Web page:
Interesting a thread where I am not hated

Carry on Monkeys

I'm gonna get that bish some binary

Bishes love binary

Kind Regards,

Bin_Ban

4/16/12

Two things.

Of course you should attempt to impress your professors.

Who is the idiot you appear to be trying to contradict with this somewhat off topic remark?

4/16/12

In general, 90% of what you do on the job is learned there. College is all about signalling and socializing.

4/16/12
Cola Coca:

In general, 90% of what you do on the job is learned there. College is all about signalling and socializing.

More like 98%

4/16/12

I did research with a stats teacher who showed that HS GPA had no correlation with placement in college math/english. This was at CC but I think is an example of the problem. How is it that some of the students we sampled could have a 3.5+ GPA in HS and place into remedial english or algebra? at a CC! Some of my classmates were "can't read an eye chart dumb". Who told them college would be a great idea? Getting a CC degree in interpretive dance while on aid is nuts. It drives up the cost for others. But then that cost is pushed to the taxpayers so that the state can artificially keep the cost of these schools down by subsidizing every student. If they let the price rise to equilibrium no one would attend and the school would go bankrupt. They sell it to voters by claiming that they are helping students who can't afford it. The argument goes though that there is a social benefit to educating our youth. I agree that education helps everyone, but you learning dance is not beneficial to anyone even yourself. This isn't juilliard for crying out loud! Now these kids don't understand why they can't get a job when they have a degree too. They don't understand that the degree is a signal to an employer of the skills of the potential employee. These kids don't understand the risk that an employer takes when hiring. If you get a degree in art history you are demonstrating that you gained no marketable skills useful in making a profit which is what businesses do. A friend of mine recently got her MA Library Management or some shit. Now she blames Chris Christy because she can't find a job. (UFO we are neighbors).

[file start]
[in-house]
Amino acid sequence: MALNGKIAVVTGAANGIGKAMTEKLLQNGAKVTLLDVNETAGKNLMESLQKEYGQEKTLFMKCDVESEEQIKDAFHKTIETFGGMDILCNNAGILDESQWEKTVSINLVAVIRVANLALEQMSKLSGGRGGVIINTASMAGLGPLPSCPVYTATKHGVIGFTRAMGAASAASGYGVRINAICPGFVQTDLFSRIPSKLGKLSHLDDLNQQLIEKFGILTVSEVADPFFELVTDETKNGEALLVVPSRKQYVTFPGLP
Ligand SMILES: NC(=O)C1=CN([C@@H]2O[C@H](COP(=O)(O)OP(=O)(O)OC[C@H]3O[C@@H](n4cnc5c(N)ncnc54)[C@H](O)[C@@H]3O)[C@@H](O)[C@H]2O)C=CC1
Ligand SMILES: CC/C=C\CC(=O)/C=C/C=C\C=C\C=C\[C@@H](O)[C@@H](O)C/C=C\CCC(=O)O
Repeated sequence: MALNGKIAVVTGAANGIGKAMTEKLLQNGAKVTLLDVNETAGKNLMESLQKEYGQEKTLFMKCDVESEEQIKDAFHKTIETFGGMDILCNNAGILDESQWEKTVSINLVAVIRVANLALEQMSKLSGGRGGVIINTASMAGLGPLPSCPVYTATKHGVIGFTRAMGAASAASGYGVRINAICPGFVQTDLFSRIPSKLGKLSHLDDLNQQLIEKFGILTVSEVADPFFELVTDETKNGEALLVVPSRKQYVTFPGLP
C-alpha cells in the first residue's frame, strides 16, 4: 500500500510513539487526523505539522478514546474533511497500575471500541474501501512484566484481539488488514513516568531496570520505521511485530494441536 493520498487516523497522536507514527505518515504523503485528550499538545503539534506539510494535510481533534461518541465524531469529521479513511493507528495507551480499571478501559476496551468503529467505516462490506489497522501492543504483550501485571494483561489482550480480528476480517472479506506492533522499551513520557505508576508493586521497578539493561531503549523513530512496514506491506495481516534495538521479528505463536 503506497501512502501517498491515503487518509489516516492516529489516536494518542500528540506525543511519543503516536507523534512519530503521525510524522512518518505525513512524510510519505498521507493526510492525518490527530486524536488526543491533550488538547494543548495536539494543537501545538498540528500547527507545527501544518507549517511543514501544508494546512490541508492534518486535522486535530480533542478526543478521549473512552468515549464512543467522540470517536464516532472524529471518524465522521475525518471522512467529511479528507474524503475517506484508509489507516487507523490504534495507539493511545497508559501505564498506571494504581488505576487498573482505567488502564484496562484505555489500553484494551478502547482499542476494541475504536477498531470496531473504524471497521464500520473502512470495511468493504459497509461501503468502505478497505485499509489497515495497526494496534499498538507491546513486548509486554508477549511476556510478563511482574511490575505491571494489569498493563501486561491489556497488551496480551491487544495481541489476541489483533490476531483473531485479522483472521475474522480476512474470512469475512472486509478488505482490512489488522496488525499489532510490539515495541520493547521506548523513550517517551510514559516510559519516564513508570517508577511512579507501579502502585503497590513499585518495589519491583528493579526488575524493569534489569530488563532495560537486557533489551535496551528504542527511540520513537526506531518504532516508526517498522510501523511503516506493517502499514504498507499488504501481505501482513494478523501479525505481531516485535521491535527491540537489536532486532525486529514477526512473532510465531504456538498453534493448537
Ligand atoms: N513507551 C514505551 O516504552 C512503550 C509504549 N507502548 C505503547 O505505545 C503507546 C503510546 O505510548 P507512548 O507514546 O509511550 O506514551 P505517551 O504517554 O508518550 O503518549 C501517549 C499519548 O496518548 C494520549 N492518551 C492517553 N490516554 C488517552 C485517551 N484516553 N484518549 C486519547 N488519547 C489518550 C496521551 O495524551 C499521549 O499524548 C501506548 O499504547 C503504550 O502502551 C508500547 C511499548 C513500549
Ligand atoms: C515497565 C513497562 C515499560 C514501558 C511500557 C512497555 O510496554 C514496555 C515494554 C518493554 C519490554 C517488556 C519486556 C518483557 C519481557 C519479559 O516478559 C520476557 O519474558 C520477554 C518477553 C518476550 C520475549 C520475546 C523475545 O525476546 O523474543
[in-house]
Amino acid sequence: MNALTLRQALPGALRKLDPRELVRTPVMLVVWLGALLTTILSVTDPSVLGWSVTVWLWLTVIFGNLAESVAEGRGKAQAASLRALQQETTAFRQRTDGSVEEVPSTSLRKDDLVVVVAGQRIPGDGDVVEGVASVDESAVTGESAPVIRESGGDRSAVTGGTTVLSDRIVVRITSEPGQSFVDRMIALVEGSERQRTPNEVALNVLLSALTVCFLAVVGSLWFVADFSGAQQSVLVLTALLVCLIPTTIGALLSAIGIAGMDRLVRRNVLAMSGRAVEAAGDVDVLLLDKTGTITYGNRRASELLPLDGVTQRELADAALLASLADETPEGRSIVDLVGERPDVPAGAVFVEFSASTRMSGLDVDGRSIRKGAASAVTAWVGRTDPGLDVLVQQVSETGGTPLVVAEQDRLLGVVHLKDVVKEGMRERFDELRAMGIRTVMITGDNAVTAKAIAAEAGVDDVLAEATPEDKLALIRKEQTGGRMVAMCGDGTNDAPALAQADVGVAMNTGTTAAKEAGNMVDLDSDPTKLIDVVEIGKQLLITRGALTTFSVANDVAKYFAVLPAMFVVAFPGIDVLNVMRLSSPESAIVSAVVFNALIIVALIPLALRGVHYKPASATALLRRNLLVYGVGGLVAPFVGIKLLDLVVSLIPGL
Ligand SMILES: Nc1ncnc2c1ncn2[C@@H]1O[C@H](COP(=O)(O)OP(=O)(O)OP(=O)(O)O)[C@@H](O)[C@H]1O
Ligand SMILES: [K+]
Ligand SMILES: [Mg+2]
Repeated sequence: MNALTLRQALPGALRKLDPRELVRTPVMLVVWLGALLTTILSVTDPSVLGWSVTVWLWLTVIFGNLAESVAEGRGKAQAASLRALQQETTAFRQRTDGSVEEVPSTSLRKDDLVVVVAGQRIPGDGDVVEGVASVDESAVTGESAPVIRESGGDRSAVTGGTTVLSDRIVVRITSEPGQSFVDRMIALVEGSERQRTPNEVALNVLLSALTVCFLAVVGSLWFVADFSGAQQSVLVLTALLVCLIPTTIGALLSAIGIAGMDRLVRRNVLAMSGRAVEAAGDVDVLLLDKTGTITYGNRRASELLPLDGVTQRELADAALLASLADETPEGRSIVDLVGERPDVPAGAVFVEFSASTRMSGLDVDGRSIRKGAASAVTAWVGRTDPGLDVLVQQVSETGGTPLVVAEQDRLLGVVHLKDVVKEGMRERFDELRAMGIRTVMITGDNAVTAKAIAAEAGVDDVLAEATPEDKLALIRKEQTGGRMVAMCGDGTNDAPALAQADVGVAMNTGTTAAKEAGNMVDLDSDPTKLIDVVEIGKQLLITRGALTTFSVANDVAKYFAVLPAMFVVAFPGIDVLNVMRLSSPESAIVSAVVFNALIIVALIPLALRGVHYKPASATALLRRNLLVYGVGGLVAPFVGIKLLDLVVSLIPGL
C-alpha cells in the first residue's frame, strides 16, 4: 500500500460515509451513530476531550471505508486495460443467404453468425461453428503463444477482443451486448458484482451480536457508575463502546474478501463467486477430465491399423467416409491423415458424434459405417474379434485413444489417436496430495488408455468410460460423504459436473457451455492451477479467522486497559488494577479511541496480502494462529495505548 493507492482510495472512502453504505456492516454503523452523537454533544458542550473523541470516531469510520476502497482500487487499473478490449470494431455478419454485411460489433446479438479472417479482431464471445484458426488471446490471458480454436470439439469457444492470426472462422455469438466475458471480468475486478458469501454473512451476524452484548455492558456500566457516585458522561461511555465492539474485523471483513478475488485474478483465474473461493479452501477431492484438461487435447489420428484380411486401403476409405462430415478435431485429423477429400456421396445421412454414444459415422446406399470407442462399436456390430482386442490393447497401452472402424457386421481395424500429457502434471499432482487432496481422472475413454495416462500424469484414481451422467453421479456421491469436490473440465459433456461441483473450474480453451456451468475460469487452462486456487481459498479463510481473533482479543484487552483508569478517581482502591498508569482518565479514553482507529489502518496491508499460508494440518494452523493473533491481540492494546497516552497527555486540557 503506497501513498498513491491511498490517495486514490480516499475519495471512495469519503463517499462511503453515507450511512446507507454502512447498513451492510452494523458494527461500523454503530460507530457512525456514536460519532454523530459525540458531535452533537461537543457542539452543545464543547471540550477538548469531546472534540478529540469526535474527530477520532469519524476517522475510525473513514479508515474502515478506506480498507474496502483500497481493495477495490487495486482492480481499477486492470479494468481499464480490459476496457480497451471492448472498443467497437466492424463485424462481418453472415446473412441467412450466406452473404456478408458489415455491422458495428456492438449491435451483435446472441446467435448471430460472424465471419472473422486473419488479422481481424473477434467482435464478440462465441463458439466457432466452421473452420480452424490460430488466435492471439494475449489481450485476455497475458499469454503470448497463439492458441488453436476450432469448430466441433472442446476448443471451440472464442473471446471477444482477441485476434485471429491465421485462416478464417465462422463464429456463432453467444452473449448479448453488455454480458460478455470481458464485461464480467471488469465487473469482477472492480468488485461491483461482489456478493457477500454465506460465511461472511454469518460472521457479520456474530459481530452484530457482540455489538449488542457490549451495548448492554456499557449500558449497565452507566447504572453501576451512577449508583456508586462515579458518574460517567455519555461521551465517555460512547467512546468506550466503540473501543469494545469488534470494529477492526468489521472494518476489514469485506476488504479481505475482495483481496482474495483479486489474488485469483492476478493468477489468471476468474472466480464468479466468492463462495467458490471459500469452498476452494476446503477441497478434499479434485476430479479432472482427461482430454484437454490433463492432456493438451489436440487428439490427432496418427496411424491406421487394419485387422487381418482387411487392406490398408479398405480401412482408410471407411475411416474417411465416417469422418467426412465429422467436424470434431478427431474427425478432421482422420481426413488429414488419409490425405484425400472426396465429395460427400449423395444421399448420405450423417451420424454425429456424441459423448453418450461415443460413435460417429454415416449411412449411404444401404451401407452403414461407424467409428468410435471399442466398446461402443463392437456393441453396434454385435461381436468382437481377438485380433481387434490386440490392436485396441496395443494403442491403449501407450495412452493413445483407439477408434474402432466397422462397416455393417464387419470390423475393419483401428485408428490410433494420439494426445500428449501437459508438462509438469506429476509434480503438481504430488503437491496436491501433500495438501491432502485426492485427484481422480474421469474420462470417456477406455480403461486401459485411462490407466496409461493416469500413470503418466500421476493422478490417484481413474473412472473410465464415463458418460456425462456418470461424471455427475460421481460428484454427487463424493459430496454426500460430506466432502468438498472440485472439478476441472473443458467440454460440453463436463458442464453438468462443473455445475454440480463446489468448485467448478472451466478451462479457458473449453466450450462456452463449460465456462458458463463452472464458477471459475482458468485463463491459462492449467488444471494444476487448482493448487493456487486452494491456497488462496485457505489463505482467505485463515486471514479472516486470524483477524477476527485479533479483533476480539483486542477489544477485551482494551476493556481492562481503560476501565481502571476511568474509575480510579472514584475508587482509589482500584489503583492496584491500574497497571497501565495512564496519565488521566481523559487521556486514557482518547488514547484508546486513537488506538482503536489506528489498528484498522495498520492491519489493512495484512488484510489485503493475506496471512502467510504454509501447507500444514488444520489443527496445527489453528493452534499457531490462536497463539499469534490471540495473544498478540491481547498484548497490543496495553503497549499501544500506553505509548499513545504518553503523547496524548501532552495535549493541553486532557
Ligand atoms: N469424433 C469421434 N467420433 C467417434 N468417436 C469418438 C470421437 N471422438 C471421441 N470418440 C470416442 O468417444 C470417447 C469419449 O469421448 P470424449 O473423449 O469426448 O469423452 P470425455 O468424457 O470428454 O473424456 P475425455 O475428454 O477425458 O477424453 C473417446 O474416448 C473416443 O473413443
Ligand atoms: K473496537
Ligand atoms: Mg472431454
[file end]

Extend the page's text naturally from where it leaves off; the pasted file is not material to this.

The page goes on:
Anyway rant over. I am ready to dodge the monkey shit.

4/16/12
F117:

But then that cost is pushed to the taxpayers so that the state can artificially keep the cost of these schools down by subsidizing every student. If they let the price rise to equilibrium no one would attend and the school would go bankrupt.

This is actually not the case: the cost of school keeps going up....a lot....and the gov't backs the increased loan amount. In the last decade, what it cost me for a full year + room/board now covers one semester OF TUITION at my alma mater!!! Coupled with the fucking fortune that the professors rake in on a new edition of books every semester, I'm not sure where the money is going: and I worked in a school bookstore for a few months and got to see the turnover and profit margins.....they're OBSCENE.